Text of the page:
Archive for December, 2014

Charlie Strong axes Les Koenning and Bruce Chambers

Posted by    |    December 31st, 2014 at 2:24 pm

Report: Texas HC Charlie Strong axes two offensive coaches after Texas Bowl debacle #horns

— Wescott Eberts (@SBN_Wescott) December 31, 2014

New blood. How about a recruiting rainmaker or two?

Jim Harbaugh: Michigan Man – For Now

Posted by    |    December 30th, 2014 at 4:57 pm

Jim Harbaugh is going home, and suddenly Michigan and the Big 10 are relevant again

The University of Michigan football program, mired in mediocrity for almost a decade, brought home favorite son Jim Harbaugh Tuesday, making him one of the five highest paid coaches in college football.

It is a stunning move, one promising to make Michigan a player on the national stage again while boosting the perception of the overall strength of the Big 10 conference.

Michigan more than doubled the salary they were paying Brady Hoke to bring Harbaugh back. He could have had his pick of any job that comes open in the NFL.  Michigan has been losing ground in the Big 10 not only to Ohio State but to Michigan State and Wisconsin as well. The Wolverines needed a splash hire and Harbaugh was the only name on a short list that would appease every faction of the program.

Harbaugh is as tough a competitor as you will find. A four-year letterman at Michigan, Harbaugh was 24-5-1 as a starter. In 1986, he led the Wolverines to an 11-2 record and a berth in the Rose Bowl. He was third in the Heisman balloting that season and finished as the NCAA career leader in passing efficiency.

Harbaugh played 12 years in the NFL, leading the Indianapolis Colts to come-from-behind wins in the 1995-96 playoffs over Kansas City and San Diego. He was always a favorite among teammates and is in the Colts Ring of Honor.

His first head coaching job was at 1-AA San Diego where he went 29-6. Then it was on to Stanford (he had graduated from Palo Alto HS) and in four years he turned around a program that had gone 16-40 the previous five years into a legitimate PAC 12 contender, finishing with a 12-1 record and a BCS bowl win in 2010.

Harbaugh should succeed as Michigan for several reasons:


Finding and signing talent is merely an extension of the game for Jim Harbaugh – it is yet another competitive arena to go to battle with other programs and he has the reputation as a tireless recruiter.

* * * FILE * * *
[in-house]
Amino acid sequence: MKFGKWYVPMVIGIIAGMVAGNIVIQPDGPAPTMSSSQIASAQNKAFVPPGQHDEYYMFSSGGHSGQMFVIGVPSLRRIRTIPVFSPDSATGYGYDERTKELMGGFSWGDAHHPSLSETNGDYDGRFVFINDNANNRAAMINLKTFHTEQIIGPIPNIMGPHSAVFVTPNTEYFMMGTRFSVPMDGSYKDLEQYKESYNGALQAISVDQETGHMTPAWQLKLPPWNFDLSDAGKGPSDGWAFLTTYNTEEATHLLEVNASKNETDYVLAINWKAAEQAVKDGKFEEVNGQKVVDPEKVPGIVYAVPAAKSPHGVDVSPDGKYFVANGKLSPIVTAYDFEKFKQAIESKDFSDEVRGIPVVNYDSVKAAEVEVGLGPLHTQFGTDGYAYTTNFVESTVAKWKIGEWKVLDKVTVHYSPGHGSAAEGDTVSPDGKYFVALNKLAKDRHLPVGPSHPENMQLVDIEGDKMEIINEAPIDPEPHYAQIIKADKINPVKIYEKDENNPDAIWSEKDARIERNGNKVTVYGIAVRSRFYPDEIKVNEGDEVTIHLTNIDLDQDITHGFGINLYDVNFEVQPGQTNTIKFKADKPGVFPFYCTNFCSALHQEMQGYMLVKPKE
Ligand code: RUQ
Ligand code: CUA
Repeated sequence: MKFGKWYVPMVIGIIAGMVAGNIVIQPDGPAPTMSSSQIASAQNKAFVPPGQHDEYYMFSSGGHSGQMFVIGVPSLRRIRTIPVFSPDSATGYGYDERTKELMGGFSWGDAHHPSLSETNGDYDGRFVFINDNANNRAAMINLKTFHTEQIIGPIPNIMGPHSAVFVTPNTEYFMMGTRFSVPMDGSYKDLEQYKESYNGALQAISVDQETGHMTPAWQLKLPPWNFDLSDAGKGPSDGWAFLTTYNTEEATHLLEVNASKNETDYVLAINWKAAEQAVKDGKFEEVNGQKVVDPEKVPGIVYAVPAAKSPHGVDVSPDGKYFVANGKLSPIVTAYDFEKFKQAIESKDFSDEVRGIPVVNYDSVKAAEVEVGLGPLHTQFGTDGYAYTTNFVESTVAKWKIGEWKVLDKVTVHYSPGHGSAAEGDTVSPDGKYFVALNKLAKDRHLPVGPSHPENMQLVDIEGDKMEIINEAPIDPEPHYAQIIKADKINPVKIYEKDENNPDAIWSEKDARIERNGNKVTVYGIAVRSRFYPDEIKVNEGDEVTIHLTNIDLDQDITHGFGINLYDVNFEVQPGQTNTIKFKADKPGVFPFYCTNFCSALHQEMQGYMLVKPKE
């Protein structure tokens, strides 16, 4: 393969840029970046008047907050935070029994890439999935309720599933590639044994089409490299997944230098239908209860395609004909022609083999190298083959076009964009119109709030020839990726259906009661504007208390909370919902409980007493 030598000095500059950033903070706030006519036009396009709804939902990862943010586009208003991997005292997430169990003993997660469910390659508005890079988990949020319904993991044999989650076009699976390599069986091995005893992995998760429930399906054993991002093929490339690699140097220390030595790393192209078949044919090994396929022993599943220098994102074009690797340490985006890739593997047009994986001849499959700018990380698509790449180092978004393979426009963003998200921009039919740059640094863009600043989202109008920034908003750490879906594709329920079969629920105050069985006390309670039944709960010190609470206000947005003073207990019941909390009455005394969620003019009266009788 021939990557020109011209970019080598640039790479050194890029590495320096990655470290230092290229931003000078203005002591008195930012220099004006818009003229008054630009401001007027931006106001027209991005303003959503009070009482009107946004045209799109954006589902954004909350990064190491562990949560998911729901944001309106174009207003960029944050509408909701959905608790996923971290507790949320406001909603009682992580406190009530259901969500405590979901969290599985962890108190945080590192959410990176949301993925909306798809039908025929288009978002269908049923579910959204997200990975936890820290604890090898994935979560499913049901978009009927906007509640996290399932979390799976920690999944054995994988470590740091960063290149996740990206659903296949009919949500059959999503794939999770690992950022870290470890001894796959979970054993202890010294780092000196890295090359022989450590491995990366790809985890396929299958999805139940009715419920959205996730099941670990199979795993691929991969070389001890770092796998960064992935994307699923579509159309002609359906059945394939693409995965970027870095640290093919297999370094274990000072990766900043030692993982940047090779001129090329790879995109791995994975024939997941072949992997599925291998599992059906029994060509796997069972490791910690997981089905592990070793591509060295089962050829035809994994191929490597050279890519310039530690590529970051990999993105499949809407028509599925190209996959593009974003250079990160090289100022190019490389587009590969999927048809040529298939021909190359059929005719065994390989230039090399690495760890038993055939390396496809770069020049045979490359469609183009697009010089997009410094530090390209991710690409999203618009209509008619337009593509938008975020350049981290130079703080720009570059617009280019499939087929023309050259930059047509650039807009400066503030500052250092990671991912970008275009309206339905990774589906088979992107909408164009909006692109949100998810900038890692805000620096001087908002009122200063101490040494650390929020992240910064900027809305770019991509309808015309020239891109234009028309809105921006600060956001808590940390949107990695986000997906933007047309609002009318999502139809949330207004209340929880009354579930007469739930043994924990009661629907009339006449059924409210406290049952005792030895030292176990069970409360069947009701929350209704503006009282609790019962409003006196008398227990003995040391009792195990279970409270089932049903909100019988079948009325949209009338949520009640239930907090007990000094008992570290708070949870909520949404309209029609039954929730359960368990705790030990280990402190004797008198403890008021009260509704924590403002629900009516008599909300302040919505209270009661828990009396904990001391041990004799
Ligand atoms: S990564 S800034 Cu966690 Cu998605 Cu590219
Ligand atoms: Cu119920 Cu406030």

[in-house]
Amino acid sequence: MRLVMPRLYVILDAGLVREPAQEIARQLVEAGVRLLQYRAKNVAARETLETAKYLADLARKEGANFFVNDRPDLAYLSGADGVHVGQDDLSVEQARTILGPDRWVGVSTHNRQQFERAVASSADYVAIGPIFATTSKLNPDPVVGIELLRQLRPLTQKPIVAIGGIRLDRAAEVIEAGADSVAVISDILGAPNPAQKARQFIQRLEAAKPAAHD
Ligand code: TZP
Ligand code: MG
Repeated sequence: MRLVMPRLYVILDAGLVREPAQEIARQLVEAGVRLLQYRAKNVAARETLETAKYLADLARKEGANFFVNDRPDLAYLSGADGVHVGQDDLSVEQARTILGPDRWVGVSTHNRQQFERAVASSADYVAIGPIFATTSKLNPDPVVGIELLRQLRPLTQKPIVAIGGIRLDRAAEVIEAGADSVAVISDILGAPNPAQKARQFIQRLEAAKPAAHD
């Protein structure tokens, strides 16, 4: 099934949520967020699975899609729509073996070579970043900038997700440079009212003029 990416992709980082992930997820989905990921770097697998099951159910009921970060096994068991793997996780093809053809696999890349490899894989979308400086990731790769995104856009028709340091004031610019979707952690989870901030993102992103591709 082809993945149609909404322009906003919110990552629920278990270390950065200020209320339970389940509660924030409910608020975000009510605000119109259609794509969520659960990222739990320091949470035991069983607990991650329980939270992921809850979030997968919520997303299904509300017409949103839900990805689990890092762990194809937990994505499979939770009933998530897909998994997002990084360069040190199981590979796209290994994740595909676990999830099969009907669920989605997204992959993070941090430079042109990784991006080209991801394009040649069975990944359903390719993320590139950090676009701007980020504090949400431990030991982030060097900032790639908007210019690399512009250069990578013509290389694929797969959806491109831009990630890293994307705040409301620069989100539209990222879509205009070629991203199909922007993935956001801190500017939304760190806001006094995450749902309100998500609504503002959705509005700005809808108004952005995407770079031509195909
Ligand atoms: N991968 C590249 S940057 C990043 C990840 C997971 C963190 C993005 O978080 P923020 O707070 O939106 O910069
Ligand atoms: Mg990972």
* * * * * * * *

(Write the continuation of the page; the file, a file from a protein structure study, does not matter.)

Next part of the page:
In the mid-90’s Jack Harbaugh, Jim’s father, was the head coach at 1-AA Western Kentucky. In 1994 Jim was named as an unpaid assistant for his dad – while still playing for the Chicago Bears.

He was designated as a recruiter for the Hilltoppers and showed an incredible work ethic from the start.  Harbaugh got Willie Taggart, a first-team-all state High School QB in Florida to come to WKU where he was a 4-year starter. Taggart is now the head coach of South Florida. Western Kentucky won the 1-AA national championship in 2002, and Jim Harbaugh was responsible for recruiting 15 of the players on that squad.

He turned Stanford into a legitimate contender in the PAC 12 by recognizing the strengths and weaknesses that recruiting to the school entailed. He emphasized physicality – concentrating on recruiting tight ends, offensive linemen and running backs at a time when the spread offense was beginning to take hold. Practice was where the culture of physicality was honed. Every day was a competition for playing time.

His NFL background helped land strong armed QB’s who saw him as a path to the league. His recruitment of Andrew Luck paid dividends on and off the field as Stanford recruited nationally (Texas, Georgia, Virginia).

Harbaugh’s contract calls for deep salary pool for his assistants, and they will be expected to hit the recruiting trail as hard as the head man.

Creative Tensiona situation where disagreement or discord ultimately gives rise to better ideas or outcomes.

Jim Harbaugh thrives in a culture of creative tension – so much so that when it doesn’t exist naturally he will invent it. He is a team-based coach who likes a staff of strong-willed assistants not afraid to voice their opinions, but who eventually understand that there is one voice at the top of the food chain. He will battle with administrators and anyone else who doesn’t share his vision of how the program should be run.

That vision extends to game time as well. In a 2010 contest against Wake Forest, the Demon Deacons lined up for a field goal right before halftime. Harbaugh called a timeout to try and ice the Wake Forest kicker.

Stanford had a 41-7 lead.

Harbaugh has always enjoyed competition, and he loves conflict.

Just ask Pete Carroll.

Soon after being hired at Stanford, Harbaugh gave an interview where he said that “(Pete) Carroll’s only got one more year (at USC)…that’s what I’ve heard. I heard it inside the staff.”

Needless to say Carroll didn’t appreciate it, and he was at USC for another three years. What Carroll really didn’t appreciate was Harbaugh’s Stanford team coming to LA that first year as a 40-point underdog and stunning USC 24-23.